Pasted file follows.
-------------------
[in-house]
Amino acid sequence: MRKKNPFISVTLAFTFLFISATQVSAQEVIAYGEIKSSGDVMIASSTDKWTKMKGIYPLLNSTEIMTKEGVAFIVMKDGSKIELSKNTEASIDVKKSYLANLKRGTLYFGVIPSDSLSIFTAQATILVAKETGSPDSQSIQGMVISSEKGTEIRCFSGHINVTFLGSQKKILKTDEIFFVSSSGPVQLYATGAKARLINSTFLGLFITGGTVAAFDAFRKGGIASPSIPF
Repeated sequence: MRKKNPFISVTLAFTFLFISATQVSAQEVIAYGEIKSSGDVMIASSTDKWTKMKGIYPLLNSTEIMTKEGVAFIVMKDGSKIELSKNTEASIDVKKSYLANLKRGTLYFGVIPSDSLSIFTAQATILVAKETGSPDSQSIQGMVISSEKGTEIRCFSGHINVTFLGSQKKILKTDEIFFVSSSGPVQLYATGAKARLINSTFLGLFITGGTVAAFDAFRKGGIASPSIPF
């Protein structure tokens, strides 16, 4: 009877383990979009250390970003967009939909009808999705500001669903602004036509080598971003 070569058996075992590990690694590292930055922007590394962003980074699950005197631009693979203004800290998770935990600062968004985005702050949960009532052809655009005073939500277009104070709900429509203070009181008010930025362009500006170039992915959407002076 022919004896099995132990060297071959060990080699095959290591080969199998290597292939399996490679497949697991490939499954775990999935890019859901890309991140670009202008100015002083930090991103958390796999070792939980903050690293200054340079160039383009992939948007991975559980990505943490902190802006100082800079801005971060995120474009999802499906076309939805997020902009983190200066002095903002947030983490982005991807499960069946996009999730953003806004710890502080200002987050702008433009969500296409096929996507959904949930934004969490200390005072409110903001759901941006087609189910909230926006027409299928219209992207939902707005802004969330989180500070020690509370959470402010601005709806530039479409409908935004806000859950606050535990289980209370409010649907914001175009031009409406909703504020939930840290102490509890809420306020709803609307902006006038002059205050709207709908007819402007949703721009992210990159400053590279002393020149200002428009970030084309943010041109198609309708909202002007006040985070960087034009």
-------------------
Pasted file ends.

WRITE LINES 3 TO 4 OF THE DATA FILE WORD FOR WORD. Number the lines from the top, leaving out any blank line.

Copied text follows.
Repeated sequence: MRKKNPFISVTLAFTFLFISATQVSAQEVIAYGEIKSSGDVMIASSTDKWTKMKGIYPLLNSTEIMTKEGVAFIVMKDGSKIELSKNTEASIDVKKSYLANLKRGTLYFGVIPSDSLSIFTAQATILVAKETGSPDSQSIQGMVISSEKGTEIRCFSGHINVTFLGSQKKILKTDEIFFVSSSGPVQLYATGAKARLINSTFLGLFITGGTVAAFDAFRKGGIASPSIPF
């Protein structure tokens, strides 16, 4: 009877383990979009250390970003967009939909009808999705500001669903602004036509080598971003 070569058996075992590990690694590292930055922007590394962003980074699950005197631009693979203004800290998770935990600062968004985005702050949960009532052809655009005073939500277009104070709900429509203070009181008010930025362009500006170039992915959407002076 022919004896099995132990060297071959060990080699095959290591080969199998290597292939399996490679497949697991490939499954775990999935890019859901890309991140670009202008100015002083930090991103958390796999070792939980903050690293200054340079160039383009992939948007991975559980990505943490902190802006100082800079801005971060995120474009999802499906076309939805997020902009983190200066002095903002947030983490982005991807499960069946996009999730953003806004710890502080200002987050702008433009969500296409096929996507959904949930934004969490200390005072409110903001759901941006087609189910909230926006027409299928219209992207939902707005802004969330989180500070020690509370959470402010601005709806530039479409409908935004806000859950606050535990289980209370409010649907914001175009031009409406909703504020939930840290102490509890809420306020709803609307902006006038002059205050709207709908007819402007949703721009992210990159400053590279002393020149200002428009970030084309943010041109198609309708909202002007006040985070960087034009």